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Outdoor Portrait Photography: 12 Tips for Beautiful Results

The post Outdoor Portrait Photography: 12 Tips for Beautiful Results appeared first on Digital Photography School. It was authored by Guest Contributor.

12 tips for outdoor portraits

If you’re looking to capture stunning outdoor portrait photography, you’ve come to the right place.

In this article, I’m going to share my absolute favorite tips for outdoor portraits, including:

How to choose the perfect focal lengthHow to focus for tack-sharp resultsThe best light for outdoor portrait shootingKey settings and file typesMuch more!

So let’s improve your images, starting with my number one tip:

1. Never select all of the focus points for portraits

If you want to take beautiful portraits, consistently, then you’ve got to nail focusing.

And a huge, huge focusing mistake I see beginners make? Using either the Auto AF area mode, where the camera picks the focus point for you, or using a large number of focus points in the hopes that one will cover the subject.

Unfortunately, neither of those options works, and you’ll often end up with out-of-focus, blurry shots.

Instead, I recommend two options:

For photographers using older cameras, pick a single focus point (the one in the center of the viewfinder works well). Then use that single point to lock focus (and recompose as necessary).For photographers with newer cameras, consider using your model’s Eye AF technology. This will hone in on your subject’s eye and (ideally) nail focus. Not all Eye AF is created equal, so before you devote yourself to it, make sure your camera does a good job. But if you do a test and come away with lots of sharp photos, it’s a great setting to use.

2. Always focus on the eyes

The eyes are the windows to the soul and should be the focal point of any good portrait. Plus, the eyes are the most detailed element on the face and should be portrayed that way.

(When you are shooting with a wide aperture and you’re focused on the eyes, the shallow depth of field effect will soften the skin, too.)

As discussed in the previous section, you should be focusing with either a single AF point or your camera’s Eye AF function. If you’re working with a single AF point, place it over the eye and lock focus, then recompose if required. If you’re working with your camera’s Eye AF, then make sure it’s finding your subject’s eye, then shoot with abandon!

tips for outdoor portrait photography man coming out of the water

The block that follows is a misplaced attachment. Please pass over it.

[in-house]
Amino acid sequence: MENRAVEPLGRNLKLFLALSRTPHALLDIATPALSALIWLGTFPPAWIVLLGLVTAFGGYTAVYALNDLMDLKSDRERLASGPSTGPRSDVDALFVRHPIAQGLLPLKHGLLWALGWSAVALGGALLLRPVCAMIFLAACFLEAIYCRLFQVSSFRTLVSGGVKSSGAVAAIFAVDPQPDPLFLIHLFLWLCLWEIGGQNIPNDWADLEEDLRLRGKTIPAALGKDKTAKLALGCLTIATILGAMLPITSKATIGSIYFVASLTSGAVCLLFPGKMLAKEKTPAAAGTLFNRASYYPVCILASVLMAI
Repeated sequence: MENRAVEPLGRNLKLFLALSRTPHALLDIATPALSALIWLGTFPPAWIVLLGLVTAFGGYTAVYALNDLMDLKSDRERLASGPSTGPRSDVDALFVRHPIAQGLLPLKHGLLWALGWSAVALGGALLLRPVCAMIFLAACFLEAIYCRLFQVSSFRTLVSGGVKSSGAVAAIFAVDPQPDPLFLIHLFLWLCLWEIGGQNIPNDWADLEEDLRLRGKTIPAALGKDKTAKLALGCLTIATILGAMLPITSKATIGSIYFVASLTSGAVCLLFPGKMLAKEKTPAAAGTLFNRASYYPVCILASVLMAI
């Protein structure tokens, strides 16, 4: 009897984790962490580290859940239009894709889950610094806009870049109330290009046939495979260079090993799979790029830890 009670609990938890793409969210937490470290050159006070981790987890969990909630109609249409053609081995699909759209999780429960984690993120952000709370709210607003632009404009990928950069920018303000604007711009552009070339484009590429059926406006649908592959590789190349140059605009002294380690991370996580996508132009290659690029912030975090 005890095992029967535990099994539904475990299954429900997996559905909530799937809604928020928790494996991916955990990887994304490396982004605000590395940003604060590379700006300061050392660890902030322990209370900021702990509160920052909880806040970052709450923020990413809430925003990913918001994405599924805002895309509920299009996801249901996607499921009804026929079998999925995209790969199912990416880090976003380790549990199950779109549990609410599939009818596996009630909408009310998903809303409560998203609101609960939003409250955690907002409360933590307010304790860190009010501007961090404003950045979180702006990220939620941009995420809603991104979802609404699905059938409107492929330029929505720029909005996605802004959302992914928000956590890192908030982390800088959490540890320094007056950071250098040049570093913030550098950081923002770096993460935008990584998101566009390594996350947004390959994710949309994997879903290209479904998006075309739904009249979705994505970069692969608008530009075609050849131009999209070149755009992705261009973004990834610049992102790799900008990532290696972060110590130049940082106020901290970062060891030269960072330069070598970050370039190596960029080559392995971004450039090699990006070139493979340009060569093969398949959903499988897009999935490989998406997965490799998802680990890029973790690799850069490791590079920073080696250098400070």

3. Shoot with a wide aperture for a shallow depth of field

A wide aperture will produce a shallow depth of field effect, which blurs the background and makes your subject stand out.

So if you can shoot at f/2.8 or even f/1.8, you should. Of course, not all lenses can use such a wide aperture; some fail to go past f/5.6 and beyond. I’d recommend investing in a wide-aperture lens if possible (and there are plenty of wonderful budget options, such as a 50mm f/1.8).

4. Don’t shoot a portrait at less than 50mm; try to stay at 70mm or higher

The last thing you want to hear from a client is, “Why does my head look swollen?”

Which might happen if you insist on shooting at 35mm, 24mm, or wider.

Sure, it provides an interesting effect, but the distortion you get at focal lengths wider than 50mm generally isn’t flattering and should be avoided in nearly all circumstances.

(The exception is in the case of environmental portraits, where you can keep your subject small in the frame and use the wider focal length to provide context.)

Personally, I like shooting at 70mm and beyond. The longer the lens, the greater the compression effect, which in turn creates better background blur (i.e., bokeh). Most of my portraits are done between 120mm and 200mm.

If you’re just getting started with portrait photography, consider purchasing an 85mm lens. There are decently priced 85mm f/1.8 lenses on the market, which are relatively compact and will provide a nice background blur.

5. Always shoot in RAW, not JPEG

These words have bellowed from my mouth a thousand times, and they will surely come out a million more. The RAW file format is an unmodified compilation of your sensor’s data during the time of exposure. It is your digital negative. And it gives you immense post-processing flexibility, not to mention improved image quality.

When you shoot in JPEG format, much of what you capture is stripped away. You lose lots of key information, including color nuance and tonal range. It’s a recipe for disaster.

So stick to RAW files. Yes, they’re larger and require processing. But unless you’re a photojournalist on an ultra-tight deadline, they’re worth the extra effort.

(If you love the shareability of a JPEG and can’t see yourself shooting without it, then consider using your camera’s RAW+JPEG mode, which saves both a RAW file and a JPEG file at the time of capture.)

6. Always bring a gray card or a piece of a gray card for white balance

To avoid confusion, I am going to explain this backward. When opening Adobe Camera Raw or any other RAW image editing application, there is always a way to select a custom white balance. Usually, it is an eyedropper of some kind that you can use to click on what you think is neutral gray in your image.

Now, imagine a world where your photoshoot involved 4 locations and a total of 800 images, and all day your camera was set to Auto White Balance. You might end up with 800 different white balance values, a post-production nightmare.

But if at each location you have your subject hold the gray card on the first shot, you will save hours of work. When you open images in your favorite post-production application, all you have to do is click the eyedropper on the gray card, select all the photos from that location, and synchronize the edit. Precious hours will be saved.